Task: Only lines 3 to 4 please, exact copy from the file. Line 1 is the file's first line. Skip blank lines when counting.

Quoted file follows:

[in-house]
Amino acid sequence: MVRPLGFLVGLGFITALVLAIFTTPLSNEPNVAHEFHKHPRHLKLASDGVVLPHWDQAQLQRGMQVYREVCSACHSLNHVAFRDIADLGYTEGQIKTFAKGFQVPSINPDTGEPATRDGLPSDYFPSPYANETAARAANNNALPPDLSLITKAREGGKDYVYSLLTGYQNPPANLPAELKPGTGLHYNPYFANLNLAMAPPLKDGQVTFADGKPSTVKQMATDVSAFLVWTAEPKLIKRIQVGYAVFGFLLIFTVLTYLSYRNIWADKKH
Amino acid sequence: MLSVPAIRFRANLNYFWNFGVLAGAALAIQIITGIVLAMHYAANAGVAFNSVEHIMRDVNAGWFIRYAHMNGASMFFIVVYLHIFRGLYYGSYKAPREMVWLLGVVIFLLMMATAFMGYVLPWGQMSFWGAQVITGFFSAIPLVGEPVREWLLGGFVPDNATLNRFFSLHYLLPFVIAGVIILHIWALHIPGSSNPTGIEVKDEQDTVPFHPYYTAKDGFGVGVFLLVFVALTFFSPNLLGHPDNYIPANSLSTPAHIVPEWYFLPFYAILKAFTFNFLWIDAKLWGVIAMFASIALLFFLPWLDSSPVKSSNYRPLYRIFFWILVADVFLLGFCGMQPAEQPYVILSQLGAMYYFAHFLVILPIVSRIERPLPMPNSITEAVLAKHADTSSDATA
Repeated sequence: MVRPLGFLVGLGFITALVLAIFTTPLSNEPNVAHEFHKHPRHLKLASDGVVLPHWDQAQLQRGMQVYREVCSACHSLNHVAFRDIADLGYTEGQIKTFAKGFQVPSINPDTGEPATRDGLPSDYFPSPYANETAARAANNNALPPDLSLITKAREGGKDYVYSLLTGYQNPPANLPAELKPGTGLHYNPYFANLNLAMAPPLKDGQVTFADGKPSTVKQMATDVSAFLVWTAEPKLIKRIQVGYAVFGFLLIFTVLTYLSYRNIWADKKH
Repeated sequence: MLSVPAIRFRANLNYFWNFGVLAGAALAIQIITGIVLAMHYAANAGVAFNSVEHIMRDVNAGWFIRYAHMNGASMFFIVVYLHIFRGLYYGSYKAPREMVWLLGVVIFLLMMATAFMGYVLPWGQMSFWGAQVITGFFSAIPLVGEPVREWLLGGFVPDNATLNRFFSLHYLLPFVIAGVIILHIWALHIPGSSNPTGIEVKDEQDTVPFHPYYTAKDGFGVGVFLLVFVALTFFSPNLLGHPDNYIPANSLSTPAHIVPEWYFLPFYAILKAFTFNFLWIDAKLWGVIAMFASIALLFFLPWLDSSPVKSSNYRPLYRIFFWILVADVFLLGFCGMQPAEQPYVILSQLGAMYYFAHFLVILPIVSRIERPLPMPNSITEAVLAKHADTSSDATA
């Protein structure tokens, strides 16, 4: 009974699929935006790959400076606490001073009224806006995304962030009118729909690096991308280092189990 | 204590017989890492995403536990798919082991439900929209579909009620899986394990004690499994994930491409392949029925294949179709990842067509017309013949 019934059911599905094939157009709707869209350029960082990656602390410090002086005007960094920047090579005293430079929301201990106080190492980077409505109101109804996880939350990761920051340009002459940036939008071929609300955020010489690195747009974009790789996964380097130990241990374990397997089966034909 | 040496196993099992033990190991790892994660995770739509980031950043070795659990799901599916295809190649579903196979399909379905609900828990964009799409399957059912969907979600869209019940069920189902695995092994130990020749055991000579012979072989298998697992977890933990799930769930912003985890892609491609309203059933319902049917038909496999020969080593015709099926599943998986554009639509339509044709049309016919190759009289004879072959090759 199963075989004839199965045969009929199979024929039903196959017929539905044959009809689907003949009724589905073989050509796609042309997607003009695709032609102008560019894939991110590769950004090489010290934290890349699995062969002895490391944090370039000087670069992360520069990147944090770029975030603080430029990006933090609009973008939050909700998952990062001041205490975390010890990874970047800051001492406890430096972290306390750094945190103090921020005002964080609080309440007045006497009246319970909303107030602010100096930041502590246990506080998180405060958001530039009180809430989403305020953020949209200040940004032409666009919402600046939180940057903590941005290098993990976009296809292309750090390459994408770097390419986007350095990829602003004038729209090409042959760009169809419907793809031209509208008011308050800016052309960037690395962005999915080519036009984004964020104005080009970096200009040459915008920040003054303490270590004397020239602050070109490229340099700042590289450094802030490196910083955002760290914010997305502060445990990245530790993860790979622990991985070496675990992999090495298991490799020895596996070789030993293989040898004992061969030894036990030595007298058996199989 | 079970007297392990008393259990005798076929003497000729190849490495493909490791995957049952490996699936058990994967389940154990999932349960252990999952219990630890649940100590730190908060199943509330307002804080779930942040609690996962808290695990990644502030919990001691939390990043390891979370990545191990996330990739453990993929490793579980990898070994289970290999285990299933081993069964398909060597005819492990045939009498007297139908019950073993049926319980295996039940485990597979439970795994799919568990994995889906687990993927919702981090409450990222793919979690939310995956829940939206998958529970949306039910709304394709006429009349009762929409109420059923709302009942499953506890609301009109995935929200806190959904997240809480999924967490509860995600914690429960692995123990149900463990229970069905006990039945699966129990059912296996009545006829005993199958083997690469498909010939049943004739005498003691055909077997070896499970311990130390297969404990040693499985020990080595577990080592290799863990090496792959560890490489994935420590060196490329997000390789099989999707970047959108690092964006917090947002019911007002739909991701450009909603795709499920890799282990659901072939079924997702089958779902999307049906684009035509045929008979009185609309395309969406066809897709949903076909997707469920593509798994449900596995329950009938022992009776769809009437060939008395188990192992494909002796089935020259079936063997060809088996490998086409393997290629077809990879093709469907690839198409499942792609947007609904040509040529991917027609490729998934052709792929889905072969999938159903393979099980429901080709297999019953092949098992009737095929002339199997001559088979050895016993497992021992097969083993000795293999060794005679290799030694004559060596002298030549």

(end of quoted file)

Amino acid sequence: MLSVPAIRFRANLNYFWNFGVLAGAALAIQIITGIVLAMHYAANAGVAFNSVEHIMRDVNAGWFIRYAHMNGASMFFIVVYLHIFRGLYYGSYKAPREMVWLLGVVIFLLMMATAFMGYVLPWGQMSFWGAQVITGFFSAIPLVGEPVREWLLGGFVPDNATLNRFFSLHYLLPFVIAGVIILHIWALHIPGSSNPTGIEVKDEQDTVPFHPYYTAKDGFGVGVFLLVFVALTFFSPNLLGHPDNYIPANSLSTPAHIVPEWYFLPFYAILKAFTFNFLWIDAKLWGVIAMFASIALLFFLPWLDSSPVKSSNYRPLYRIFFWILVADVFLLGFCGMQPAEQPYVILSQLGAMYYFAHFLVILPIVSRIERPLPMPNSITEAVLAKHADTSSDATA
Repeated sequence: MVRPLGFLVGLGFITALVLAIFTTPLSNEPNVAHEFHKHPRHLKLASDGVVLPHWDQAQLQRGMQVYREVCSACHSLNHVAFRDIADLGYTEGQIKTFAKGFQVPSINPDTGEPATRDGLPSDYFPSPYANETAARAANNNALPPDLSLITKAREGGKDYVYSLLTGYQNPPANLPAELKPGTGLHYNPYFANLNLAMAPPLKDGQVTFADGKPSTVKQMATDVSAFLVWTAEPKLIKRIQVGYAVFGFLLIFTVLTYLSYRNIWADKKH